Fallen off the bike? Cesarean? Burn from the oven door?

Scarring is a natural part of the healing process after an injury caused by e.g. surgery, accident or an infection. We all have some scars as reminders of different life events. Some scars won’t bother while others can have an ugly appearance and also itch and feel tight. What many people do not know is that it is possible to affect the appearance of the scar and make it less visible by taking care of it properly during healing. If you are going to undergo a planned surgery that will result in a scar, it is important to plan ahead how you want to take care of your scar and discuss this with your doctor.

When it comes to scars from accidents, it is important to be prepared with the right products at home. All parents should have at least one scar treatment product in the medicine cabinet. An accident happens so easily, and it means a lot and if one can prevent the child from having an ugly scar which will remind him/her of the accident.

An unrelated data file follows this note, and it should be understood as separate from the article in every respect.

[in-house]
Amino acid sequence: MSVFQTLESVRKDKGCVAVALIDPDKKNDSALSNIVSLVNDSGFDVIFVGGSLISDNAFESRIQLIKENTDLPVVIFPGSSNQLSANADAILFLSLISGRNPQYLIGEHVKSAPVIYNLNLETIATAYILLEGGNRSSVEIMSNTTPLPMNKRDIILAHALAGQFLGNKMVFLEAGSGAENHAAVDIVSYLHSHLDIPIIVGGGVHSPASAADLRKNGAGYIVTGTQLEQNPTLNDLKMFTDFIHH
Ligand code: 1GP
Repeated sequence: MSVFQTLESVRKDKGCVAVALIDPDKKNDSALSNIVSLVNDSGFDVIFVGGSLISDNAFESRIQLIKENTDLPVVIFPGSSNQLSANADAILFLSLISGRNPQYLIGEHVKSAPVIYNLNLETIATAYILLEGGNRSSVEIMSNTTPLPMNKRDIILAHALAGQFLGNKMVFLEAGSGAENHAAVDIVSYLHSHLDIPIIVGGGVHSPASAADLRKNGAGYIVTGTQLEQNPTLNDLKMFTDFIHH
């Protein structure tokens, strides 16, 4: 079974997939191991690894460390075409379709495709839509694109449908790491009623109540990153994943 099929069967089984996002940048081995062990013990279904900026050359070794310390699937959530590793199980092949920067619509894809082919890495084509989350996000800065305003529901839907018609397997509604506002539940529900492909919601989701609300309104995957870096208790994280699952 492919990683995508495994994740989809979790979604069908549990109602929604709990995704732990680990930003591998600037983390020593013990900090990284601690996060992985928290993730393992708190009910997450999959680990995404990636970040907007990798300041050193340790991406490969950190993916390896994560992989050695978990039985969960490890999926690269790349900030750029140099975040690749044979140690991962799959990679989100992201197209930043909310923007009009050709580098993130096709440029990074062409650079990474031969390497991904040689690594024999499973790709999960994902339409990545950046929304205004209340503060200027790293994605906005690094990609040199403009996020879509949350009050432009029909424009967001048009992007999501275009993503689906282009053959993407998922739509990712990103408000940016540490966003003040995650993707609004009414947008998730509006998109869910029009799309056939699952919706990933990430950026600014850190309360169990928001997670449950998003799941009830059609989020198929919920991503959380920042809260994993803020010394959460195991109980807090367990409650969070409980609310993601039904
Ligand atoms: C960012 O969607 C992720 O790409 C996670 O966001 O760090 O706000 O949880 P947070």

How do scars form?

Scars are formed by the body producing fibrous tissue, e.g. collagen, to repair the damaged area. The new tissue differs from the original skin and is more sensitive to UV-radiation. Sweat glands and hair follicles are missing, which also makes the scar less resistant and more sensitive to temperature changes. Scar maturation takes at least a year and the scar changes from being red and perhaps itchy and hard to a softer, lighter scar.

Different types of scars
Hypertrophic scar

The appearance of the scar is not always linked to the size of the initial wound but depends on a number of individual factors.

Hypertrophic scars comprise an abundance of scar tissue limited to the original wound surface. Hypertrophic scars are often red, raised and can feel tight and itchy. This type of scar usually occurs on moving body parts where the skin is often bent and stretched and is also more common in children and adolescents. Hypertrophic scars can turn into a regular linear scar with time, especially with proper scar treatment such as silicone.